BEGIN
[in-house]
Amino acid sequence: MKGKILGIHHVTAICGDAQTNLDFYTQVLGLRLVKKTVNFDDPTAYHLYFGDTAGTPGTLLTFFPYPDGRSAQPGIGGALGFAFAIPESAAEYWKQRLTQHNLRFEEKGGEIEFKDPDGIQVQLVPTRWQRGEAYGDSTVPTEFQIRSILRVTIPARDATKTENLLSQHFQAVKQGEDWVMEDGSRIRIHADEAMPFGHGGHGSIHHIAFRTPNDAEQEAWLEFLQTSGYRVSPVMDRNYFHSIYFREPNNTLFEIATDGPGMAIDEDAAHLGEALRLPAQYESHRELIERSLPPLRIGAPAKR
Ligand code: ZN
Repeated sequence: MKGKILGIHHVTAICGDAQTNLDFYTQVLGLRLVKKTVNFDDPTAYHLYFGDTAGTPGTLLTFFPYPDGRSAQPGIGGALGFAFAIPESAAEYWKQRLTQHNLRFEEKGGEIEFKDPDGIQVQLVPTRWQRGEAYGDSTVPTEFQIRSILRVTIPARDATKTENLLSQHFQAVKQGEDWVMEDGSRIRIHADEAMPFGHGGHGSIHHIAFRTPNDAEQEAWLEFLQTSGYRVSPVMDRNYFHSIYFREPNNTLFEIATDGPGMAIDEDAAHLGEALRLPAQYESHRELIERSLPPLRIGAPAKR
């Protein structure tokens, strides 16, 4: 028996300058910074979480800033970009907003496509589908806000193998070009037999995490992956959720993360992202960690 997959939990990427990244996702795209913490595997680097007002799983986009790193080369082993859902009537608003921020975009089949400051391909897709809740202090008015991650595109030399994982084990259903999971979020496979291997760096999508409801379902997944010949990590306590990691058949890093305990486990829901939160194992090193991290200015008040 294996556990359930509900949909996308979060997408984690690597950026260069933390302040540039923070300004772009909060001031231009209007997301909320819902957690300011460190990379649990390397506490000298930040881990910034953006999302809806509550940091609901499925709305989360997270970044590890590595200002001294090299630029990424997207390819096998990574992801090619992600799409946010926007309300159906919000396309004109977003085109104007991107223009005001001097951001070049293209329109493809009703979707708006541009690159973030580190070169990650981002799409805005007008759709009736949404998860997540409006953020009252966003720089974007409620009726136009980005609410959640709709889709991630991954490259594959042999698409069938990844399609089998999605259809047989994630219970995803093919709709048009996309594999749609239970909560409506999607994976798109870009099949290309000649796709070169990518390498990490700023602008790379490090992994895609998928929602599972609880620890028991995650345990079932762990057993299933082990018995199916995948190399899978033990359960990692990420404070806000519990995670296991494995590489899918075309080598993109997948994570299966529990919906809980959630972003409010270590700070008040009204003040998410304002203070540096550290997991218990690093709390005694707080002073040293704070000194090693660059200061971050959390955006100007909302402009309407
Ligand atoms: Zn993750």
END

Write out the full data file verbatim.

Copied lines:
[in-house]
Amino acid sequence: MKGKILGIHHVTAICGDAQTNLDFYTQVLGLRLVKKTVNFDDPTAYHLYFGDTAGTPGTLLTFFPYPDGRSAQPGIGGALGFAFAIPESAAEYWKQRLTQHNLRFEEKGGEIEFKDPDGIQVQLVPTRWQRGEAYGDSTVPTEFQIRSILRVTIPARDATKTENLLSQHFQAVKQGEDWVMEDGSRIRIHADEAMPFGHGGHGSIHHIAFRTPNDAEQEAWLEFLQTSGYRVSPVMDRNYFHSIYFREPNNTLFEIATDGPGMAIDEDAAHLGEALRLPAQYESHRELIERSLPPLRIGAPAKR
Ligand code: ZN
Repeated sequence: MKGKILGIHHVTAICGDAQTNLDFYTQVLGLRLVKKTVNFDDPTAYHLYFGDTAGTPGTLLTFFPYPDGRSAQPGIGGALGFAFAIPESAAEYWKQRLTQHNLRFEEKGGEIEFKDPDGIQVQLVPTRWQRGEAYGDSTVPTEFQIRSILRVTIPARDATKTENLLSQHFQAVKQGEDWVMEDGSRIRIHADEAMPFGHGGHGSIHHIAFRTPNDAEQEAWLEFLQTSGYRVSPVMDRNYFHSIYFREPNNTLFEIATDGPGMAIDEDAAHLGEALRLPAQYESHRELIERSLPPLRIGAPAKR
């Protein structure tokens, strides 16, 4: 028996300058910074979480800033970009907003496509589908806000193998070009037999995490992956959720993360992202960690 997959939990990427990244996702795209913490595997680097007002799983986009790193080369082993859902009537608003921020975009089949400051391909897709809740202090008015991650595109030399994982084990259903999971979020496979291997760096999508409801379902997944010949990590306590990691058949890093305990486990829901939160194992090193991290200015008040 294996556990359930509900949909996308979060997408984690690597950026260069933390302040540039923070300004772009909060001031231009209007997301909320819902957690300011460190990379649990390397506490000298930040881990910034953006999302809806509550940091609901499925709305989360997270970044590890590595200002001294090299630029990424997207390819096998990574992801090619992600799409946010926007309300159906919000396309004109977003085109104007991107223009005001001097951001070049293209329109493809009703979707708006541009690159973030580190070169990650981002799409805005007008759709009736949404998860997540409006953020009252966003720089974007409620009726136009980005609410959640709709889709991630991954490259594959042999698409069938990844399609089998999605259809047989994630219970995803093919709709048009996309594999749609239970909560409506999607994976798109870009099949290309000649796709070169990518390498990490700023602008790379490090992994895609998928929602599972609880620890028991995650345990079932762990057993299933082990018995199916995948190399899978033990359960990692990420404070806000519990995670296991494995590489899918075309080598993109997948994570299966529990919906809980959630972003409010270590700070008040009204003040998410304002203070540096550290997991218990690093709390005694707080002073040293704070000194090693660059200061971050959390955006100007909302402009309407
Ligand atoms: Zn993750």